Speaking ahead of the Arctic Council meeting the other day, Mike Pompeo argued that China’s “pattern of aggressive behaviour elsewhere will inform” about the way it treats the Arctic, which abounds in a variety of natural resources. His remarks prompted a harsh backlash from high-ranking Chinese officials.
Chinese Foreign Ministry spokesman Geng Shuang has struck back at the US calling out Beijing’s Arctic interests, asserting that Secretary of State Mike Pompeo had misrepresented facts about the East Asian country’s intentions in the resource-rich region due to “ulterior motives”.
“We have no geopolitical calculations, and seek no exclusionary blocs”, he said, underscoring that China has participated in Arctic affairs with “an open, cooperative and win-win attitude”. He asserted that although China will “not intervene” in matters between Arctic countries, it won’t abstain from resolving global issues relating to the Arctic either.
“The Arctic issue is not only related to Arctic countries, but is also of global significance and international influence”, Geng said, adding that China is willing to join efforts with others to “protect the Arctic, to exploit the Arctic and to participate in the governance of the Arctic”.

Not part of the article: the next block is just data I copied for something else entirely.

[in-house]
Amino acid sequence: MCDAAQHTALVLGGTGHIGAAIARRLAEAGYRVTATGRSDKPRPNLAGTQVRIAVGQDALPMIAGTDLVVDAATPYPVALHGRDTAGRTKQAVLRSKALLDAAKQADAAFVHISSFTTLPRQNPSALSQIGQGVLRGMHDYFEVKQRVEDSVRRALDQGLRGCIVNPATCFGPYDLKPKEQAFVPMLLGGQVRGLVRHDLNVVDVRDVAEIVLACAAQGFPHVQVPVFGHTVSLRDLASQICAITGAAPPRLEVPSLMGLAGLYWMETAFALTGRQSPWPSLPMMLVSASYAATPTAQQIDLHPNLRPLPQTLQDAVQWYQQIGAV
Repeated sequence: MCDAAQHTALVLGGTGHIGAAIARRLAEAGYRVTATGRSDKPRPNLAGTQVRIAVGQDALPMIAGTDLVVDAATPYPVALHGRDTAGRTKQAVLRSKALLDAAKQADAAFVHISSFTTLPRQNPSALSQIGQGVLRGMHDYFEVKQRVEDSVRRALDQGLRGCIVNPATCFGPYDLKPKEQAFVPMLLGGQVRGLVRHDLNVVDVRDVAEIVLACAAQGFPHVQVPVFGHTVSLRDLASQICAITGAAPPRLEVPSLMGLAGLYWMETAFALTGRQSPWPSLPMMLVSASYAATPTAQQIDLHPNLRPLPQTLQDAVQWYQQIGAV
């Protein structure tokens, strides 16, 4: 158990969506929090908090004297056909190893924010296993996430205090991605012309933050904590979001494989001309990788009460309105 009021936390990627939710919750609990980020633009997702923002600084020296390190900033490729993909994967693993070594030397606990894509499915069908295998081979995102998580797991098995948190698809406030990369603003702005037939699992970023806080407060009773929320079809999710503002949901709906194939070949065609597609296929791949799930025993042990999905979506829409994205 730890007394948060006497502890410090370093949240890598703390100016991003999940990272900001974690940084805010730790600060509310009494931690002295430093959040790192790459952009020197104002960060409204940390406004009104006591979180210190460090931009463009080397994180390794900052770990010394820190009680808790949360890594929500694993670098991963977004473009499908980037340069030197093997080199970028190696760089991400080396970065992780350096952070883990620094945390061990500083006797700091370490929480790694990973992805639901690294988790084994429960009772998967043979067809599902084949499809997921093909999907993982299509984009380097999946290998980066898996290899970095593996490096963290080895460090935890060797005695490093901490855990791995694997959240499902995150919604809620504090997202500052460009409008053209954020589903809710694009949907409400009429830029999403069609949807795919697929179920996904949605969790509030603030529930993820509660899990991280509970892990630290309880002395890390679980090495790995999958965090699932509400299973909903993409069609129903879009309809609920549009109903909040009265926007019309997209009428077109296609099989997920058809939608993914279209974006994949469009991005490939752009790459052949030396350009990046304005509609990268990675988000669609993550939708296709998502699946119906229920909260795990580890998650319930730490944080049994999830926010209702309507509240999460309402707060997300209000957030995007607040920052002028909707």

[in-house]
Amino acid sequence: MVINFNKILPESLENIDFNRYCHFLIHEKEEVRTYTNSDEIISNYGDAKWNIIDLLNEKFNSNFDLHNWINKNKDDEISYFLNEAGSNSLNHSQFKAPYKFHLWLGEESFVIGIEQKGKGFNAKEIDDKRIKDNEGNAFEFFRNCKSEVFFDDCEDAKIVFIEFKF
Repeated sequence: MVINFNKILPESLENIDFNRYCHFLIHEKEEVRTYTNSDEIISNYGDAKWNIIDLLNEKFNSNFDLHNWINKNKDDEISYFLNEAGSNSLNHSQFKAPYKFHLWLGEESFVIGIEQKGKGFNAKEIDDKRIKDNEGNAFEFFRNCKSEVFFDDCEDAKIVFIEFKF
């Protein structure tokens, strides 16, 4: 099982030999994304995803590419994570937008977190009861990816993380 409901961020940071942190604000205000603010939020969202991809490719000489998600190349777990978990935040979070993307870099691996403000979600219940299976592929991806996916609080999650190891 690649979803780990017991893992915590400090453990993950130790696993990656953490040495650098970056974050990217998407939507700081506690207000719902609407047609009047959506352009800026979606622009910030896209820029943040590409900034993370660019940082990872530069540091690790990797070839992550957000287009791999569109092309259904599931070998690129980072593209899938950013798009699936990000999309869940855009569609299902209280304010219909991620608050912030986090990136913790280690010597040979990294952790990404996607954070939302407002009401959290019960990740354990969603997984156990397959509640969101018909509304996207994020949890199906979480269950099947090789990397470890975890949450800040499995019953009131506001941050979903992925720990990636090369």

On the eve of the eight-member Arctic Council’s meeting in Finland on Monday, Pompeo announced US plans to double down on its presence in the Arctic in in order to counter Russia and China and put the screws on what he called the countries’ “aggressive behaviour”.
“Just because the Arctic is a place of wilderness does not mean it should become a place of lawlessness”, he said.
The top US diplomat warned of scenarios where countries become entangled in debt and corruption, warning of low-quality investments and uncontrolled exploitation of natural resources, referring to the aforementioned as potential effects of China gaining a firm foothold in the promising region.
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China, which injected an eye-watering $90 billion investment between 2012 and 2017, according to Pompeo, in the icy region, holds an observer status in the Arctic Council’s cooperation body, unlike the US and Russia, which are currently members of the council. Washington has repeatedly voiced concerns over Beijing attempting to position itself as a “near Arctic state”.
The latter is registered in black-and-white in China’s Arctic Police document of 2018, whereby it vowed to actively partake in Arctic affairs and act as a major stakeholder in the region.